Mayors criticize inconsistencies at New Brunswick-Nova Scotia border
HALIFAX -- It was smooth sailing at the New Brunswick-Nova Scotia border on Friday, but it hasn't always been that way since the opening of the 'Atlantic bubble.' While permission to travel interprovincially has given Maritimers their sense of freedom back, mayors from both provinces are raising concerns over the challenges that the bubble has brought about.
The mayors of Sackville, N.B., and Amherst, N.S., are both expressing their concerns to the Higgs government.
"The problem seems to be on our New Brunswick side," says Sackville Mayor John Higham. "It's uncertain what you're going to run into when you come to that state."
In a letter addressed to the premier, Mayor Higham and Amherst Mayor David Kogon explained their frustrations with inconsistencies at the border. They say residents on both sides have stopped travelling across the border as they are unsure of what to expect.
"They formed the bubble because the four premiers felt that our four provinces were relatively low-risk," says Kogon. "But we felt that, within the four provinces, there should be an absolute free-flow of people and goods, just like there was before COVID-19 – it's not happening."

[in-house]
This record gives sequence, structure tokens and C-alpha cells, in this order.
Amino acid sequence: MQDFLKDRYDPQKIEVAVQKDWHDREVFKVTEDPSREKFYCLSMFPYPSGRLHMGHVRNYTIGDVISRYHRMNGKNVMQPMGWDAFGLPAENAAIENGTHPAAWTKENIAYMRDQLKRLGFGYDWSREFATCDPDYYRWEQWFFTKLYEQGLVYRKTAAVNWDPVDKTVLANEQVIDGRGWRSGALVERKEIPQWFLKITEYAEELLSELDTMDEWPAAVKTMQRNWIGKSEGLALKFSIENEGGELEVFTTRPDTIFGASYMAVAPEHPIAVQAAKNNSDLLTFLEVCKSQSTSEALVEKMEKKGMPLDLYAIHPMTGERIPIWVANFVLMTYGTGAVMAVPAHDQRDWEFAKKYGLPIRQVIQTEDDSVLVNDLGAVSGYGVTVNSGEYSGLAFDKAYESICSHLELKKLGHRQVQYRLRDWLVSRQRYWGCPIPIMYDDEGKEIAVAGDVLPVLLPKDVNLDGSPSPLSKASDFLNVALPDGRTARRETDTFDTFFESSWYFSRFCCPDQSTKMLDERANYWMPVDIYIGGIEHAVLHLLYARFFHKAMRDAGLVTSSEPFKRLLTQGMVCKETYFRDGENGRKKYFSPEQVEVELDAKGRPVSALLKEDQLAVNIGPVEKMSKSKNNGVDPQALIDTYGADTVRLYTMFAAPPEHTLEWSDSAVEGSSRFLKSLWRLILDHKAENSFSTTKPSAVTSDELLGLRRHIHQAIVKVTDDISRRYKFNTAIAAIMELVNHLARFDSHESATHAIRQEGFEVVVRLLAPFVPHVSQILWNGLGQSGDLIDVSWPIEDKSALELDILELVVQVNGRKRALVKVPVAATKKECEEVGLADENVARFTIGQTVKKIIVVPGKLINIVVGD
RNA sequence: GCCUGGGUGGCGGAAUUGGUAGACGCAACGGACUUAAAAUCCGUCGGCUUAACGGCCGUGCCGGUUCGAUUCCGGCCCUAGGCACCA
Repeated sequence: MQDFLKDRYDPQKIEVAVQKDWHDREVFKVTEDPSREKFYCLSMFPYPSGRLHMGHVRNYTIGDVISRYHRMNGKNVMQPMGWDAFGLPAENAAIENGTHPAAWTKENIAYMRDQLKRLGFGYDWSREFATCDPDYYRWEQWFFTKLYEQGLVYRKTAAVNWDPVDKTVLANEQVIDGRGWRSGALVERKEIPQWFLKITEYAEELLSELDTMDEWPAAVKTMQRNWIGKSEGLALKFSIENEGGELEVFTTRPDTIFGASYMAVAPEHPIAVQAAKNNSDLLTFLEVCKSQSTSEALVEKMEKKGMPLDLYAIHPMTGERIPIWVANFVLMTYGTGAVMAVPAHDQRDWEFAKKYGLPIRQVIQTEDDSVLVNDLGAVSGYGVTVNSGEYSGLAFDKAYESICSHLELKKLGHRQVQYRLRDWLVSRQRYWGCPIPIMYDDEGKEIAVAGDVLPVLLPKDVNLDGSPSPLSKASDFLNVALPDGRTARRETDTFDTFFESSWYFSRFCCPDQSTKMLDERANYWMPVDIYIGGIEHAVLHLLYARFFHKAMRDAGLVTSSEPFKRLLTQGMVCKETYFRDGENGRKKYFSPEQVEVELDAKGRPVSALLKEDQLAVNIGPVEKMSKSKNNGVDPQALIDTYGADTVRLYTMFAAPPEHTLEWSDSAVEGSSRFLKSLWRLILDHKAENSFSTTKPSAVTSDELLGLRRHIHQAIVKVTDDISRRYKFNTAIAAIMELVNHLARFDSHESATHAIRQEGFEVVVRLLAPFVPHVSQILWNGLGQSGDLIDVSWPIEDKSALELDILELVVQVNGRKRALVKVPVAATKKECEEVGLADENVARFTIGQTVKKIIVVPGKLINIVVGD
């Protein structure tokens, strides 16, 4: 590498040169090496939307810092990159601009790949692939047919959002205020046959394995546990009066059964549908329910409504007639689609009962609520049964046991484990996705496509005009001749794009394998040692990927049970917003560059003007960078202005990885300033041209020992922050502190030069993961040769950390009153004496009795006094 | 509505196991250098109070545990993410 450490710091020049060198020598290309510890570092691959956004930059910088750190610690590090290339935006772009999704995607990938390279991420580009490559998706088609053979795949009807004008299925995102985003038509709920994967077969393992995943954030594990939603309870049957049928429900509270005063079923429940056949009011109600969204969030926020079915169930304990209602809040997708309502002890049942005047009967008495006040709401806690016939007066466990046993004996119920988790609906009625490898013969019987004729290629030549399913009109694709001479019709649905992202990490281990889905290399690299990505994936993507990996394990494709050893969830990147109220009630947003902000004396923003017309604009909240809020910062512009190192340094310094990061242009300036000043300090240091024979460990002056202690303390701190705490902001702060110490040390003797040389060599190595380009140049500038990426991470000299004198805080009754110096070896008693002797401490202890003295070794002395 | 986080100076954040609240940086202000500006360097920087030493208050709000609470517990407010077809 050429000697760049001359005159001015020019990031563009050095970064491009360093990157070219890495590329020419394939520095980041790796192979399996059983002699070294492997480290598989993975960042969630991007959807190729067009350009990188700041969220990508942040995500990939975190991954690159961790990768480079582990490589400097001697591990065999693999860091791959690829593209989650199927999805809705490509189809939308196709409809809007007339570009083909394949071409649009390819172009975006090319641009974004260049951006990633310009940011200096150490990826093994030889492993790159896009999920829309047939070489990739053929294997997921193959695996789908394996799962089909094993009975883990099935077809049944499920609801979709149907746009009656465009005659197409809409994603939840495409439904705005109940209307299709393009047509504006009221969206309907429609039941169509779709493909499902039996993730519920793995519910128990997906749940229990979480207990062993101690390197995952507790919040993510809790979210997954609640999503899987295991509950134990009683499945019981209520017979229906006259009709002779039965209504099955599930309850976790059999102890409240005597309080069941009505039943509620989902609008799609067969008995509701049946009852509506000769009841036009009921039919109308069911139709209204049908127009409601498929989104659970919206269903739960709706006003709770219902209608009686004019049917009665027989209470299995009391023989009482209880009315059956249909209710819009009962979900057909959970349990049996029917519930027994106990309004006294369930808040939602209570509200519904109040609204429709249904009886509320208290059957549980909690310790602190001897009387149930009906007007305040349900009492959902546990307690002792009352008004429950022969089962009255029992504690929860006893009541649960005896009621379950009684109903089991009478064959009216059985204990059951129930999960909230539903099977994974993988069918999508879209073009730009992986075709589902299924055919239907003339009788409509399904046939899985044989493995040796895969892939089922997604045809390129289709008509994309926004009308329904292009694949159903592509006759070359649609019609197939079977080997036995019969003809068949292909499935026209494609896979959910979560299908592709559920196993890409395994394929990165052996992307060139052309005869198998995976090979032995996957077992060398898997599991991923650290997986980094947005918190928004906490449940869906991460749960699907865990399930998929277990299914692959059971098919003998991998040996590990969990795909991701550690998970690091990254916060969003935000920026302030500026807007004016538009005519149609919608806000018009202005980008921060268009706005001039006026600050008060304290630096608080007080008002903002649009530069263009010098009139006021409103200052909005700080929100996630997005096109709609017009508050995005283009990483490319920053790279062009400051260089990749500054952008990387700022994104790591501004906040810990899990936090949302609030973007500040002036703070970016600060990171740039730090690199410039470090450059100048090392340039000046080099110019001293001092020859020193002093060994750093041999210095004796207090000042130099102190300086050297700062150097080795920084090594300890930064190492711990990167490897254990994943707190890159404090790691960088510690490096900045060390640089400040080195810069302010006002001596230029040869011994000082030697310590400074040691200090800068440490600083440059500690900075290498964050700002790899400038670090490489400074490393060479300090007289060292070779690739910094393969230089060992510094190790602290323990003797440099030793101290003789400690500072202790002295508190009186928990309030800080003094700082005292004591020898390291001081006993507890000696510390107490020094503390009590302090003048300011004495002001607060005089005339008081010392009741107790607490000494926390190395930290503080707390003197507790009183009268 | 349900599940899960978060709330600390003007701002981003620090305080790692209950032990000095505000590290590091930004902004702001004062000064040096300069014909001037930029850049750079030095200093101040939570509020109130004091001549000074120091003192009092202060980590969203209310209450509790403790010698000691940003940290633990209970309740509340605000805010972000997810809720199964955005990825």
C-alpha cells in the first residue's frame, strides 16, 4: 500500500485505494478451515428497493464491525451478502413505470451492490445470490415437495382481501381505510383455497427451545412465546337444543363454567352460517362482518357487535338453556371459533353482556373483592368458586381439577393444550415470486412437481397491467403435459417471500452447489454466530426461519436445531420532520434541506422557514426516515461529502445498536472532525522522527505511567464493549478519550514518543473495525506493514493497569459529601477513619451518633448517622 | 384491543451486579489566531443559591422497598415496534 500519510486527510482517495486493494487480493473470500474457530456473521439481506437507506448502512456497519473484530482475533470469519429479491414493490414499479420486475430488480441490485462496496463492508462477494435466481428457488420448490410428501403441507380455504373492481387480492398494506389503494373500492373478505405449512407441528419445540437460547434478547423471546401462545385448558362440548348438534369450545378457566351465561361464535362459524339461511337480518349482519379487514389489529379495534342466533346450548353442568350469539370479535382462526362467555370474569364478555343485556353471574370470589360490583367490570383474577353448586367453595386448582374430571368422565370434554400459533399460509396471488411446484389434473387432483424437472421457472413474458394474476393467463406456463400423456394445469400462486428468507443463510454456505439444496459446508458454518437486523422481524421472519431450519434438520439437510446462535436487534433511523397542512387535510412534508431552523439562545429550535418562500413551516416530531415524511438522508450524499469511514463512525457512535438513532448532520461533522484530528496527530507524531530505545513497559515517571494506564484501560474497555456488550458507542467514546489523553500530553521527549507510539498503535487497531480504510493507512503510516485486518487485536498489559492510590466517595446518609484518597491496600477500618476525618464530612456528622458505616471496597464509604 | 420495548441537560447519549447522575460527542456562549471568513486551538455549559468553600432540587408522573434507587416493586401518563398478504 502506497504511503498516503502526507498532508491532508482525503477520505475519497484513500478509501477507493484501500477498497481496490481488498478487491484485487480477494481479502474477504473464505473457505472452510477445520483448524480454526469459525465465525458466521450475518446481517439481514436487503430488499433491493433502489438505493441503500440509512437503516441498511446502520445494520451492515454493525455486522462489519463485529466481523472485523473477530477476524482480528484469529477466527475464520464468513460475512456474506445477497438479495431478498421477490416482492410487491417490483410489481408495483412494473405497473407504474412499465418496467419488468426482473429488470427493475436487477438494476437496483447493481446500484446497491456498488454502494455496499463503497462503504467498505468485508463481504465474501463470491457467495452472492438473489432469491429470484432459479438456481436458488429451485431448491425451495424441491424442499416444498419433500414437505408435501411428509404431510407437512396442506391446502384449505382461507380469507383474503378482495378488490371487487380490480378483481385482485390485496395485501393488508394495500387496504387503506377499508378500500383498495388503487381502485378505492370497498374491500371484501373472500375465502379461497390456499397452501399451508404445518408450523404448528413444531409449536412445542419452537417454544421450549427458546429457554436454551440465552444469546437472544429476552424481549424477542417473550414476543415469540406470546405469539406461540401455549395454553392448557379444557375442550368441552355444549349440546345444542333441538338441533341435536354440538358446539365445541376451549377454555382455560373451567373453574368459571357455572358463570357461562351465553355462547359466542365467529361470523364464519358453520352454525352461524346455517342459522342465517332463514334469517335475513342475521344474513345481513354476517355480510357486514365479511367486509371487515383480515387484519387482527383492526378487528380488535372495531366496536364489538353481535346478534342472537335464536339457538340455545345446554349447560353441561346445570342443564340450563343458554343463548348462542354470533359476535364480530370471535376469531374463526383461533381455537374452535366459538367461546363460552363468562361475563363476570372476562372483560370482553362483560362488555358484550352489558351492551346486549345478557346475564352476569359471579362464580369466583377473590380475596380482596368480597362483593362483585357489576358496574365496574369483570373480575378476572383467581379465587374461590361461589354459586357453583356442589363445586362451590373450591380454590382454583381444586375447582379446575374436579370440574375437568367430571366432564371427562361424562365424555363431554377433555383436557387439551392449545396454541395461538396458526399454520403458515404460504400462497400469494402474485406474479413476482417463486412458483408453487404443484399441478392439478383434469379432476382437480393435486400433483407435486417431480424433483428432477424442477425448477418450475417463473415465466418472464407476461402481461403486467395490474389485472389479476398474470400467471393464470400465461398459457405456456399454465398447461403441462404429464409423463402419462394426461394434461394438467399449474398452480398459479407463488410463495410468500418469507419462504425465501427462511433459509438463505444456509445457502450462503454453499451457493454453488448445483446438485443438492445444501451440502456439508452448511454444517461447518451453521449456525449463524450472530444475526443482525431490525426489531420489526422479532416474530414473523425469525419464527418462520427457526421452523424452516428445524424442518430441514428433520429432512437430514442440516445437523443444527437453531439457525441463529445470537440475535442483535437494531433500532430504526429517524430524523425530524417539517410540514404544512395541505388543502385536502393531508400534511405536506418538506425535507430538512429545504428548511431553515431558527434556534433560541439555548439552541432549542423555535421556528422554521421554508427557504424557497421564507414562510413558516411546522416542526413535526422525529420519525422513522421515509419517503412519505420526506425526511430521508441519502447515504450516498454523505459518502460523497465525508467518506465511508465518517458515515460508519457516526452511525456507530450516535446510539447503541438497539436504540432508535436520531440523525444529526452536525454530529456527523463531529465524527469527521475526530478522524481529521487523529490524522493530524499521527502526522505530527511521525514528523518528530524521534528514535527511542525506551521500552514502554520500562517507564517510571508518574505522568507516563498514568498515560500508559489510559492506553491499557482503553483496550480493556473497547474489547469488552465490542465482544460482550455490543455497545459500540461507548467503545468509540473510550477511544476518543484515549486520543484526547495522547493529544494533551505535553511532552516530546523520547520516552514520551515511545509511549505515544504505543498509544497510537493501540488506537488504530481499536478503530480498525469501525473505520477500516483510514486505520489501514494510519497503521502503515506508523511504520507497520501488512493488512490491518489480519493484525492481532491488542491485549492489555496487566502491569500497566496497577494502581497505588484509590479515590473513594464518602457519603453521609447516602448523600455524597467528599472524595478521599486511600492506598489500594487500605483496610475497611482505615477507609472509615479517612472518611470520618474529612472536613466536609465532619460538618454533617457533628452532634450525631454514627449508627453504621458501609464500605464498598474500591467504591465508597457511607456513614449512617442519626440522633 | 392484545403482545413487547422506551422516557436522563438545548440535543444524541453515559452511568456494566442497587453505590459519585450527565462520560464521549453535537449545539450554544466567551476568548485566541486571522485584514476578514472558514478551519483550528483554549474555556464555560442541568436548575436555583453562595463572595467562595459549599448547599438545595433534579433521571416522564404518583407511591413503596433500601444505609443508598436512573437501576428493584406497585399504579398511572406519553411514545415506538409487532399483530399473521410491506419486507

They say long border delays are factoring into lost business. Additionally, essential workers are being held up in traffic jams – causing them to quit their jobs rather than deal with long commutes.
"We've heard from a variety of people in places that some had lost employees because they no longer wanted to wait in a lineup for an hour or two a day and [at least] plan for it – because sometimes that didn't happen and sometimes it did," says Higham.
And employees agree.
"I work at the McDonald's on Main Street, and a lot of our workers travel back and forth from Amherst to Sackville to work," says Sackville resident, Bradley Brooker. "A lot of the time, they are held up at the border for three hours at most."
In addition to complaints from the mayors and residents, the Cumberland Business Connector has also written a letter to premiers of both provinces with similar concerns - specifically the economic impact.
"We're hoping that they take the tents down completely and put the resources into the peripheral area; the border with Quebec, the border with Maine, ports, airports – those types of things," says Cumberland Business Connector CEO, Jonathan McClelland.
Meanwhile, the mayors have yet to hear Higgs, but they note they are hoping to meet with him in person to explain the ongoing challenges.